Themes & Working Groups I: Traffic & Trade
Felix Blass, Noel David Nicolaus, Salma Sherif
An island as transitional space
Research on the Veddel produced two topics within one day that proved rich in terms of their accessibility, their daily presence in both obvious and hidden ways as well as their meaning to residents in the neighbourhood. We realised that they are part of what makes the Veddel a unique place within the city of Hamburg. The first topic was observed during the dérive that served as a first approach to the field of research in a larger context and returned again and again in many ways: Wilhelmsburg as the biggest river island in Europe, fragmented again into smaller parts with their own character. The Veddel is an island that belongs to Wilhelmsburg but separated from the city through water, transport infrastructures and socioeconomic peculiarities. The second topic we came across on the first day was the logical counterpart to isolation that is usually associated with an island: connections. We observed these in terms of transport infrastructures connecting the island by car, train and bicycle routes, as reappearing signs and symbols in the public realm or, in much more abstract ways, as the cultural diversity that makes the Veddel and Wilhelmsburg a special place within Hamburg with connections to places far away.
In urbanist contexts, an island is often described in negative ways referring to missing social integration, low mobility and little access to a city’s common resources. One exception is the concept of the city of short distances that emerged in the 1960s out of the discussion around urban density fuelled by publications such as Jane Jacobs’ The Death and Life of Great American Cities (1961). The concept of the city of short distances implied high density of usages within the urban fabric, providing an alternative to the functional segregation propagated by modernist prophets for decades at the time, and whose negative consequences became apparent in the shape of urban sprawl, increasing traffic and the resulting wasteful use of natural resources. It was the attempt to re-interpret as a strength the diversity and constriction of historical cities that had been rightfully criticized for their lack of health and sanitation and to rediscover an idea of urbanity that had been declared out of date and inefficient. Returning to the Veddel, two contradicting quotes from our initial conversations with experts and residents developed into our main focus: ‘Some people never get out of the Veddel.’ (Dr. Francine Lammar, Veddel Aktiv e.V.); ‘Everyone here has a car. Mobility is not an issue.’ (Özden Kaya, resident)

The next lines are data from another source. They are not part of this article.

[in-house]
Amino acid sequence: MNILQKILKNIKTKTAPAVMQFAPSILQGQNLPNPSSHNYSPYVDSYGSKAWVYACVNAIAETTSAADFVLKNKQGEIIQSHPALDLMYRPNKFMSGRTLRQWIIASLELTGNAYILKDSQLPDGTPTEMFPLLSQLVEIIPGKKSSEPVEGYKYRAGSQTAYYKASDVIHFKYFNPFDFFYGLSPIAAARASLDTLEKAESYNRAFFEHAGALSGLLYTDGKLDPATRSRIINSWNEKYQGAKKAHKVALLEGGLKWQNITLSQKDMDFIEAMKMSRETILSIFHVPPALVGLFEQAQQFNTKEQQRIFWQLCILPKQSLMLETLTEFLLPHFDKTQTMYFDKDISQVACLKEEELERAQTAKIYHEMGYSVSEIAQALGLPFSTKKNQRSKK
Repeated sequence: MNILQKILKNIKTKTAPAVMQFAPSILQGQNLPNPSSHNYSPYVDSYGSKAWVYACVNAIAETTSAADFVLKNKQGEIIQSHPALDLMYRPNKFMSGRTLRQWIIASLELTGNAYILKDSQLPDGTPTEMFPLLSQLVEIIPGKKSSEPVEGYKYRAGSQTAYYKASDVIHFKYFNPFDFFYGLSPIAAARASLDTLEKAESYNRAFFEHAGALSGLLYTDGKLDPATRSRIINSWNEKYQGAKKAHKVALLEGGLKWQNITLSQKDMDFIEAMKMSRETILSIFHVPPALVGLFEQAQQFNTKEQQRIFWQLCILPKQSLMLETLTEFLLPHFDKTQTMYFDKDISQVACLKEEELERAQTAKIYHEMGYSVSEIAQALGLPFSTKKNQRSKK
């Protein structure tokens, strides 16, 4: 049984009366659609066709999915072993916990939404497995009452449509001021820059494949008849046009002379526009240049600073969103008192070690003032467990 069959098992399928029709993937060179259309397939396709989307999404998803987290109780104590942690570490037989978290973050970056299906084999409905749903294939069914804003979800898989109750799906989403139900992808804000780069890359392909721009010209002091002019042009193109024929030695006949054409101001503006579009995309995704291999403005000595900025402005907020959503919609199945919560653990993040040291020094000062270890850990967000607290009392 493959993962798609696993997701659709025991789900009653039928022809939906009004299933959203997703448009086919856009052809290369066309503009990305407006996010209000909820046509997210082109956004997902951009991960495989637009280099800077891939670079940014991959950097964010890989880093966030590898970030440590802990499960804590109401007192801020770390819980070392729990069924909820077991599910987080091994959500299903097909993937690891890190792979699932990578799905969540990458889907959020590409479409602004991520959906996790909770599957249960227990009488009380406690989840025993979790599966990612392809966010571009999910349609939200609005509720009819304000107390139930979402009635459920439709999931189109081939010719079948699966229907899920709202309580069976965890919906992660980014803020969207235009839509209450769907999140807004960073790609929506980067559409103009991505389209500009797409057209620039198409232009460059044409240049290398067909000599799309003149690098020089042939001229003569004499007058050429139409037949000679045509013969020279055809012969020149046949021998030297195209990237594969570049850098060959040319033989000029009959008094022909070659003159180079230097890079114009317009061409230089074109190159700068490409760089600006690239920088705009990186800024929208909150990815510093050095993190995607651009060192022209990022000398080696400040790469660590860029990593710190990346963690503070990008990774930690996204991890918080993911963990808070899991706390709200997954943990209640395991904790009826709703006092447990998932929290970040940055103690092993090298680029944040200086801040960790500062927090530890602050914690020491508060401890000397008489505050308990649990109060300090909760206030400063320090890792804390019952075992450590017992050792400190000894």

The contradictory nature of these affirmations caught our attention, leading us to focus on mobility as our main interest. Still, ‘mobility’ proved to be a very broad topic given the short amount of time available to conduct our research. In our group sessions, while brainstorming over our data, we found that the topic of insularity as well as the question whether ‘daily needs’ could be met on the island proved highly relevant for us. We also wanted to find a way to investigate how the perception of spaces in the neighbourhood changed depending on the social actors we would observe. We thus thought that it would be interesting to turn ‘insularity’ and the related assumptions about the closed spatial and social nature of the Veddel upside down, questioning the negative stigma attached to it and instead suggesting insularity as a positive quality, both in terms of sustainability and social cohesion. In other words, we wanted to conceptualise the Veddel as a small piece of the ‘city of short distances, a notion now popular among those planners and social actors advocating urban density as a means of dealing with sustainability issues.
Impressions from the weekly market at Wilhelmsburg‘s Stübenplatz
Impressions from the weekly market at Wilhelmsburg‘s Stübenplatz